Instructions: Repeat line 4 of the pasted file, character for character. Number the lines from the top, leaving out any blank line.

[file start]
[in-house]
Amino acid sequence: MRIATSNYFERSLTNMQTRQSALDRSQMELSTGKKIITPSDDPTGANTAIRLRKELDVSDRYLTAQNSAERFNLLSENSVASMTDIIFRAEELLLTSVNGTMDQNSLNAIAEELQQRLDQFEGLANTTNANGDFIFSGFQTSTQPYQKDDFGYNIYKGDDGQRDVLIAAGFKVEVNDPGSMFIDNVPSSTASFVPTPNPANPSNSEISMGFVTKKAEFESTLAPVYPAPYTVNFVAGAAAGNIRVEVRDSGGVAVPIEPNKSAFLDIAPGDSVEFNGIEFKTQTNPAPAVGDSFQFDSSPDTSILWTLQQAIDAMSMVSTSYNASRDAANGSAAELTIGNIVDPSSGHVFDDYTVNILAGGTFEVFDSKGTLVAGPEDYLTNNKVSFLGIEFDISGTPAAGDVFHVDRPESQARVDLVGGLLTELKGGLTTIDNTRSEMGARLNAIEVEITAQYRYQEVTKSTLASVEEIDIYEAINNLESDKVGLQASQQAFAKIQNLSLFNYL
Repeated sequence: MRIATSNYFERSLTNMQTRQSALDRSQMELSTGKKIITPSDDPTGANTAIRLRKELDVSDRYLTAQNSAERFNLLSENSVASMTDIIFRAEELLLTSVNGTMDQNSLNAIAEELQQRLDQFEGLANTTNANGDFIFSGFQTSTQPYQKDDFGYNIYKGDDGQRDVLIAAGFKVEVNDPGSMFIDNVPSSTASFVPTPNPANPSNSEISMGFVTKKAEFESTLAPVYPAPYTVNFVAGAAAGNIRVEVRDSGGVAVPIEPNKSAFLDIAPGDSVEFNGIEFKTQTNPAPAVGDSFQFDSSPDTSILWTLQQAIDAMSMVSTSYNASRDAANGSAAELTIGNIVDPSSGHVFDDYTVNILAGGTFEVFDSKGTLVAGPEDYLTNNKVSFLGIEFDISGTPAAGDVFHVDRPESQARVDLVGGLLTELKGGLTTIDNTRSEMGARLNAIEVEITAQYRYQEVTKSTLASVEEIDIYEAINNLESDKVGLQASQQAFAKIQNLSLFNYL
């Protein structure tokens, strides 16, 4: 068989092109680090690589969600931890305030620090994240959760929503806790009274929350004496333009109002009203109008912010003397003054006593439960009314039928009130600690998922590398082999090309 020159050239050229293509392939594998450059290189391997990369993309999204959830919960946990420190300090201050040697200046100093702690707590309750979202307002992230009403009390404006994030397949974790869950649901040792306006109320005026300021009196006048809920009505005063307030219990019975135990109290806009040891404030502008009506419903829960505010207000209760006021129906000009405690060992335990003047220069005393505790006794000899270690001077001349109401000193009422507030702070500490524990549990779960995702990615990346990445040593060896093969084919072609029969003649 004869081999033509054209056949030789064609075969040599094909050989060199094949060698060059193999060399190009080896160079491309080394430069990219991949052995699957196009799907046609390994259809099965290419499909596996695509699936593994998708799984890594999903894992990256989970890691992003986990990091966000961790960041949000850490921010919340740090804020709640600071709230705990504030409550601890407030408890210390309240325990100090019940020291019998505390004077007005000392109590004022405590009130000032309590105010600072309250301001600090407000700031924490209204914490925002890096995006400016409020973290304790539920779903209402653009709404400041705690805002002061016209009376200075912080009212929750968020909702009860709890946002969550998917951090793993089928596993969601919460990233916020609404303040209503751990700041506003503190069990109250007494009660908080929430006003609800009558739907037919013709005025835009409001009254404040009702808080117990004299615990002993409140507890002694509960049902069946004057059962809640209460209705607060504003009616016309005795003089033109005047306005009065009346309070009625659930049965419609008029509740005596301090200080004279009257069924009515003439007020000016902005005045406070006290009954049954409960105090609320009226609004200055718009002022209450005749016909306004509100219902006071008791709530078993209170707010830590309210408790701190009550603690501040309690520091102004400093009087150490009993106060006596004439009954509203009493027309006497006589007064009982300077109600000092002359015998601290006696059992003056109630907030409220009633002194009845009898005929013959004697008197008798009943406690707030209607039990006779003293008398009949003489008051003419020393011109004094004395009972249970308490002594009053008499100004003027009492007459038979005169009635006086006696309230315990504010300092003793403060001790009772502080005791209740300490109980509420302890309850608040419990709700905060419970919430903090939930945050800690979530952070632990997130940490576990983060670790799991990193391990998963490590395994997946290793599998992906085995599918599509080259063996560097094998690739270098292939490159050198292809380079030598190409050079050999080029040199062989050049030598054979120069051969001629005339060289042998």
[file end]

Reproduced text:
């Protein structure tokens, strides 16, 4: 068989092109680090690589969600931890305030620090994240959760929503806790009274929350004496333009109002009203109008912010003397003054006593439960009314039928009130600690998922590398082999090309 020159050239050229293509392939594998450059290189391997990369993309999204959830919960946990420190300090201050040697200046100093702690707590309750979202307002992230009403009390404006994030397949974790869950649901040792306006109320005026300021009196006048809920009505005063307030219990019975135990109290806009040891404030502008009506419903829960505010207000209760006021129906000009405690060992335990003047220069005393505790006794000899270690001077001349109401000193009422507030702070500490524990549990779960995702990615990346990445040593060896093969084919072609029969003649 004869081999033509054209056949030789064609075969040599094909050989060199094949060698060059193999060399190009080896160079491309080394430069990219991949052995699957196009799907046609390994259809099965290419499909596996695509699936593994998708799984890594999903894992990256989970890691992003986990990091966000961790960041949000850490921010919340740090804020709640600071709230705990504030409550601890407030408890210390309240325990100090019940020291019998505390004077007005000392109590004022405590009130000032309590105010600072309250301001600090407000700031924490209204914490925002890096995006400016409020973290304790539920779903209402653009709404400041705690805002002061016209009376200075912080009212929750968020909702009860709890946002969550998917951090793993089928596993969601919460990233916020609404303040209503751990700041506003503190069990109250007494009660908080929430006003609800009558739907037919013709005025835009409001009254404040009702808080117990004299615990002993409140507890002694509960049902069946004057059962809640209460209705607060504003009616016309005795003089033109005047306005009065009346309070009625659930049965419609008029509740005596301090200080004279009257069924009515003439007020000016902005005045406070006290009954049954409960105090609320009226609004200055718009002022209450005749016909306004509100219902006071008791709530078993209170707010830590309210408790701190009550603690501040309690520091102004400093009087150490009993106060006596004439009954509203009493027309006497006589007064009982300077109600000092002359015998601290006696059992003056109630907030409220009633002194009845009898005929013959004697008197008798009943406690707030209607039990006779003293008398009949003489008051003419020393011109004094004395009972249970308490002594009053008499100004003027009492007459038979005169009635006086006696309230315990504010300092003793403060001790009772502080005791209740300490109980509420302890309850608040419990709700905060419970919430903090939930945050800690979530952070632990997130940490576990983060670790799991990193391990998963490590395994997946290793599998992906085995599918599509080259063996560097094998690739270098292939490159050198292809380079030598190409050079050999080029040199062989050049030598054979120069051969001629005339060289042998």